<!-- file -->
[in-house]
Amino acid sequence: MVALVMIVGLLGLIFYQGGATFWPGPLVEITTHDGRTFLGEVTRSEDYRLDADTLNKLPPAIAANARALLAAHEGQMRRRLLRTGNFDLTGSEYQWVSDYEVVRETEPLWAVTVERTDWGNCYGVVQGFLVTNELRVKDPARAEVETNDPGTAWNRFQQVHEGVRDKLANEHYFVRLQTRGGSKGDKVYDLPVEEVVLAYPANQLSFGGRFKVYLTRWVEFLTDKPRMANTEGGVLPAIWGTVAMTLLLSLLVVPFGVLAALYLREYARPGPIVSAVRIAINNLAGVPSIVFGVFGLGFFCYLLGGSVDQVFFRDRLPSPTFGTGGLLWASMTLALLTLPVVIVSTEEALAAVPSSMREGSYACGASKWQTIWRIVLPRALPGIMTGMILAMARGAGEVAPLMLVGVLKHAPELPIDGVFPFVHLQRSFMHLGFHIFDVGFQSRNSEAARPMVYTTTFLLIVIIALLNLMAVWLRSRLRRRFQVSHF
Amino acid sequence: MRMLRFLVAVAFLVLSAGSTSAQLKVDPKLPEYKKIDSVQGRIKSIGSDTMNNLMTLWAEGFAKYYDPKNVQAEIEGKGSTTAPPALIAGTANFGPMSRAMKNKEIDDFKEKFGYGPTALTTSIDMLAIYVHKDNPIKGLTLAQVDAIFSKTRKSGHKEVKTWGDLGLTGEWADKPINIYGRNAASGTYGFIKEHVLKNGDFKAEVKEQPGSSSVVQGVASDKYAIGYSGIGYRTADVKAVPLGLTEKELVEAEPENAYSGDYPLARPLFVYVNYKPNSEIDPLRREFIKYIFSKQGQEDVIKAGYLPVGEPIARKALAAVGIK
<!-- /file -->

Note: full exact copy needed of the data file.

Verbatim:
[in-house]
Amino acid sequence: MVALVMIVGLLGLIFYQGGATFWPGPLVEITTHDGRTFLGEVTRSEDYRLDADTLNKLPPAIAANARALLAAHEGQMRRRLLRTGNFDLTGSEYQWVSDYEVVRETEPLWAVTVERTDWGNCYGVVQGFLVTNELRVKDPARAEVETNDPGTAWNRFQQVHEGVRDKLANEHYFVRLQTRGGSKGDKVYDLPVEEVVLAYPANQLSFGGRFKVYLTRWVEFLTDKPRMANTEGGVLPAIWGTVAMTLLLSLLVVPFGVLAALYLREYARPGPIVSAVRIAINNLAGVPSIVFGVFGLGFFCYLLGGSVDQVFFRDRLPSPTFGTGGLLWASMTLALLTLPVVIVSTEEALAAVPSSMREGSYACGASKWQTIWRIVLPRALPGIMTGMILAMARGAGEVAPLMLVGVLKHAPELPIDGVFPFVHLQRSFMHLGFHIFDVGFQSRNSEAARPMVYTTTFLLIVIIALLNLMAVWLRSRLRRRFQVSHF
Amino acid sequence: MRMLRFLVAVAFLVLSAGSTSAQLKVDPKLPEYKKIDSVQGRIKSIGSDTMNNLMTLWAEGFAKYYDPKNVQAEIEGKGSTTAPPALIAGTANFGPMSRAMKNKEIDDFKEKFGYGPTALTTSIDMLAIYVHKDNPIKGLTLAQVDAIFSKTRKSGHKEVKTWGDLGLTGEWADKPINIYGRNAASGTYGFIKEHVLKNGDFKAEVKEQPGSSSVVQGVASDKYAIGYSGIGYRTADVKAVPLGLTEKELVEAEPENAYSGDYPLARPLFVYVNYKPNSEIDPLRREFIKYIFSKQGQEDVIKAGYLPVGEPIARKALAAVGIK